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Inland Jet Pipe Exhaust System
#1
I have an aftermarket Inland Jet Pipe Exhaust system on a Kawasaki 1100 jet ski engine. This is a water-cooled pipe, which isn't made anymore so parts are not available. I need the gasket which connects the pipe to the exhaust manifold (circled in red in photo). I have managed to create a CAD model of the gasket and have access to both a water jet and laser cutter. I used a laser cutter to make the gasket out of your rubber-cellulose sheet Part No. 3075.

[Image: nn5cok.gif]

Below are the gaskets that I made from 3075:

[Image: 169hue1.jpg]

(the small hole is for cooling water)

Running the engine at low speed on the beach it seemed OK, but WOT in the water, it didn't last probably but several seconds. When I came in, the gasket had blown out. There were bits of soggy shredded gasket coming out the sides. Since this material is meant for water applications, could it be the heat or the pressure that is destroying it? What do you think? Do you have an appropriate material for this application?

Thank you,
Dave
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#2
Hi Dave,

Those gaskets look great!

Our rubber-cellulose gasket material is ideal for water pump, water outlet and thermostat gaskets. It is not designed to stand up to the temperatures seen in an exhaust system.

The good news is we have a material that should work well for you. Fel-Ramic is a water-resistant facing material that is mechanically clinched to both sides of a perforated steel core. This material is recommended for use exhaust manifold gasket & exhaust pipe flange gasket applications.

2499 is a 12" x 28" x 1/16" thick sheet that is fiber on both sides, and it should work well for this application.
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#3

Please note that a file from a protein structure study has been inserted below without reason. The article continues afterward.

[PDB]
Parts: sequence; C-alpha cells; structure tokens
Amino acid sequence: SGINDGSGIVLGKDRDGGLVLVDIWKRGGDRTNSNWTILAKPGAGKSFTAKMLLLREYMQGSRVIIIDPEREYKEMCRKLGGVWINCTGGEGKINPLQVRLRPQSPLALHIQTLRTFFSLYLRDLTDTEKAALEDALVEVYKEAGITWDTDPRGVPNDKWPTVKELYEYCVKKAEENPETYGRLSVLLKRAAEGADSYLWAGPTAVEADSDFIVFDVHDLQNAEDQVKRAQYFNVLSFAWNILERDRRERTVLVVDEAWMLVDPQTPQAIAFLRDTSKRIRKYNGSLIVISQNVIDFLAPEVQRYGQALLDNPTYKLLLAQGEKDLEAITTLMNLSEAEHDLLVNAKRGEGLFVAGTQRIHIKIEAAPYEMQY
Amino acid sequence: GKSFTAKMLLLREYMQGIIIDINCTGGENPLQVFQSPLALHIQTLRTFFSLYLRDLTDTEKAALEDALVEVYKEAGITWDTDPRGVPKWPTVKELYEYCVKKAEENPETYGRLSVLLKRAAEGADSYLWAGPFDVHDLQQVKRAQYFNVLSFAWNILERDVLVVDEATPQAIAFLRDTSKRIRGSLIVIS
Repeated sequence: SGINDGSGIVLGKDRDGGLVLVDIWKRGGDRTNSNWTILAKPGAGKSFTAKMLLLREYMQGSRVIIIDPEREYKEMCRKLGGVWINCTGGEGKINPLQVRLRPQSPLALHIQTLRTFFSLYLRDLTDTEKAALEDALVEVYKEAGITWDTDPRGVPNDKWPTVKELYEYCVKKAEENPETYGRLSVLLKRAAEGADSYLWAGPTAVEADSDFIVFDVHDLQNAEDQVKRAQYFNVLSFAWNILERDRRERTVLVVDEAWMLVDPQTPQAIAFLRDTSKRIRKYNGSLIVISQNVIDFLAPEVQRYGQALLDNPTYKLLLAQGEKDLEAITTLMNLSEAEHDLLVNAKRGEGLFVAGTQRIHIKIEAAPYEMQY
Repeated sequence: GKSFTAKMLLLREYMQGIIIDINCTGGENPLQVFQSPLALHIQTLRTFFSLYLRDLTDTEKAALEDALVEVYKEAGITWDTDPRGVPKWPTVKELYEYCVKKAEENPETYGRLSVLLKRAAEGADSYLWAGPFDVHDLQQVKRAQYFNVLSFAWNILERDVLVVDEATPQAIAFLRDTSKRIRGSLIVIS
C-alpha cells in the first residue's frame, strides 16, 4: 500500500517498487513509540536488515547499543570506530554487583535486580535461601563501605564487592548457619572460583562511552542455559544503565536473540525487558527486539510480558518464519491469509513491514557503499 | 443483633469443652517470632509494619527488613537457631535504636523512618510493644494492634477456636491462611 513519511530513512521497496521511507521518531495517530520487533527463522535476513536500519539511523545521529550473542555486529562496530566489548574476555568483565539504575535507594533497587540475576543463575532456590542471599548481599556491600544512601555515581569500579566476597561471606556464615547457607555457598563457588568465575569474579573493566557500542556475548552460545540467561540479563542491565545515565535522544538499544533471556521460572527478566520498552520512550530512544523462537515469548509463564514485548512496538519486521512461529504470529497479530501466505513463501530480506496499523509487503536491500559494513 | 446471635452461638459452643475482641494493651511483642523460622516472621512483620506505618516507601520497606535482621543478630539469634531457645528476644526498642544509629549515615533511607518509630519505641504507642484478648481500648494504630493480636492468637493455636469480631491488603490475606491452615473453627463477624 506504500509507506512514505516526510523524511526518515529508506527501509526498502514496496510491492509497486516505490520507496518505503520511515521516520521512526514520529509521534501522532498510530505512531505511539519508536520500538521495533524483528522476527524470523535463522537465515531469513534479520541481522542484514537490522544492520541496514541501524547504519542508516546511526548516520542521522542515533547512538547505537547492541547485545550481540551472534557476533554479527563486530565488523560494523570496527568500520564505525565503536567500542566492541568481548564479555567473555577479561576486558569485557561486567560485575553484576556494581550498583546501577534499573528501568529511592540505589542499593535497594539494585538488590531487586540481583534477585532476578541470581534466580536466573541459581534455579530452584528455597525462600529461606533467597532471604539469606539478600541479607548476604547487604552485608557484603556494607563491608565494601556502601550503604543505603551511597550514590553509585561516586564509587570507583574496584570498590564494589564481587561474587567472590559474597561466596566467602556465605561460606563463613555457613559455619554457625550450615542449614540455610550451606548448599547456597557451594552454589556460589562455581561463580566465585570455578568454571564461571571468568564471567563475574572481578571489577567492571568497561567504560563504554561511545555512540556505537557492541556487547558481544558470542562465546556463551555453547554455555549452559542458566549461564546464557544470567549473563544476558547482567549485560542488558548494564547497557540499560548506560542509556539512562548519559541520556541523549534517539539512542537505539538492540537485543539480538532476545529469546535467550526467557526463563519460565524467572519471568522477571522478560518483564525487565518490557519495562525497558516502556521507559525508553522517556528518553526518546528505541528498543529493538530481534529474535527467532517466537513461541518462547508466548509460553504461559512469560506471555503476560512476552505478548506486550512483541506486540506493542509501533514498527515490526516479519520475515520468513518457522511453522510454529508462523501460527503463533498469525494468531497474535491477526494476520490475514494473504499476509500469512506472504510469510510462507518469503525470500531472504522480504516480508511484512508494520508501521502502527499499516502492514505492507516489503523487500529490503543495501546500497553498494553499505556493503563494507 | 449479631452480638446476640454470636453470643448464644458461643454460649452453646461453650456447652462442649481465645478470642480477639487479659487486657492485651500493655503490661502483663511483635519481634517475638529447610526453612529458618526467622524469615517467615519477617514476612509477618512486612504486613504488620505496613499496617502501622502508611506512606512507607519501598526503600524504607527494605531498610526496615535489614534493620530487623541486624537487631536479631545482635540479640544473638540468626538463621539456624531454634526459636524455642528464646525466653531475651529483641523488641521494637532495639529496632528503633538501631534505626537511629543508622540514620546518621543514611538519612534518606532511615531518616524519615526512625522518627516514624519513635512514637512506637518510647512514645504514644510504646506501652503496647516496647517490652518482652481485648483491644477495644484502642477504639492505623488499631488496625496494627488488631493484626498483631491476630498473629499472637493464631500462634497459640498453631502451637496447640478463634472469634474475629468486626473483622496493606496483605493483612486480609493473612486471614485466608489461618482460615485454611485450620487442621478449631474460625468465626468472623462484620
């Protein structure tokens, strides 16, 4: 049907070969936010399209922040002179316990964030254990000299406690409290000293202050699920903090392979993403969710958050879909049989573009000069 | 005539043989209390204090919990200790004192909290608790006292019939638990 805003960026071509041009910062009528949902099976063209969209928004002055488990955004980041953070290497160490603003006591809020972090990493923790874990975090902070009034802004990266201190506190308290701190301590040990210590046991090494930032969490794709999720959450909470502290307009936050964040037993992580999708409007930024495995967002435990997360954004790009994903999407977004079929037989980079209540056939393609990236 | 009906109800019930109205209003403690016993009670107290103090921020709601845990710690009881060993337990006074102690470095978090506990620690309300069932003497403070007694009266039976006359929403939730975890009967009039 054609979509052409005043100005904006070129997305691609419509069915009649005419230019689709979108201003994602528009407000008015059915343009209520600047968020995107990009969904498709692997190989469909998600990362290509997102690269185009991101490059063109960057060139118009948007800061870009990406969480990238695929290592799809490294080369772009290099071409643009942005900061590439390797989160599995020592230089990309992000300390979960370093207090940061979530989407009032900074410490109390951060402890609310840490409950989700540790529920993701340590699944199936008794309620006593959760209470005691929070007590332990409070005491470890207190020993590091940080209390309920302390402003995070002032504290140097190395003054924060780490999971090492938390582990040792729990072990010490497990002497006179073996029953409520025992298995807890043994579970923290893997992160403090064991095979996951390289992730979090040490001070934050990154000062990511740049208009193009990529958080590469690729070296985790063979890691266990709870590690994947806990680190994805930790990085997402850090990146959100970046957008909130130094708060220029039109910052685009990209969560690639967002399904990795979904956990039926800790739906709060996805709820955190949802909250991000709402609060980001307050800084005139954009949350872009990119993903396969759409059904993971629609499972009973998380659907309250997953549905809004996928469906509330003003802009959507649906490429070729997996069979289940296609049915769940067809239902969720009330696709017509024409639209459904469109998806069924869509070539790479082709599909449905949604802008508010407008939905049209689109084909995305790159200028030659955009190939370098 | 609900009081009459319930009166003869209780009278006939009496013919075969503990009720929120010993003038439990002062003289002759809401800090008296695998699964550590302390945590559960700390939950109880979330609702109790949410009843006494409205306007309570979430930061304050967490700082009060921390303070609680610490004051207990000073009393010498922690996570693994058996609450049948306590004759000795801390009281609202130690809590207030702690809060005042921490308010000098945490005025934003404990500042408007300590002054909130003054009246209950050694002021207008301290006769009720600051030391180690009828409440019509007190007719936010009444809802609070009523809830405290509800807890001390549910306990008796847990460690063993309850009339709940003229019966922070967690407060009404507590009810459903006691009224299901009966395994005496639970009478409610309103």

Thanks for the reply; that sounds promising! So the 2499 is a sandwich of fiber|steel mesh|fiber? It's important for me to know the material, because our laser cutter is fairly low power; it won't cut metal. But we have a water jet cutter that will cut just about anything.

Also, you say "water resistant" -- but this is going to be in contact with water always, because it's a water-cooled exhaust; it's not just exhaust (that small hole is a for a water passage). I just want to be sure the 2499 is OK with that.


Some added info: I just got a response from the company who made this pipe from 1996 to 1998. They don't remember exactly but they think the gasket was made from (and I quote) "a material that was a combo of paper/wire."

Dave
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#4
(07-11-2017, 05:36 PM)Guest Wrote: Thanks for the reply; that sounds promising! So the 2499 is a sandwich of fiber|steel mesh|fiber? It's important for me to know the material, because our laser cutter is fairly low power; it won't cut metal. But we have a water jet cutter that will cut just about anything.

Also, you say "water resistant" -- but this is going to be in contact with water always, because it's a water-cooled exhaust; it's not just exhaust (that small hole is a for a water passage). I just want to be sure the 2499 is OK with that.


Some added info: I just got a response from the company who made this pipe from 1996 to 1998. They don't remember exactly but they think the gasket was made from (and I quote) "a material that was a combo of paper/wire."

Dave

Dave,

2499 material is a perforated steel core with a composite fiber material on both sides, so you will need to cut it with your water jet cutter. It is definitely the material you want to use based on what it sounds like the original gasket was made from.

The constant contact with water will be ok. Constant exposure could result in a shorter life than you'd see in an automotive exhaust system since they are only exposed to condensation, we can't really put a timeframe on it since there are so many factors, but it should hold up just fine.
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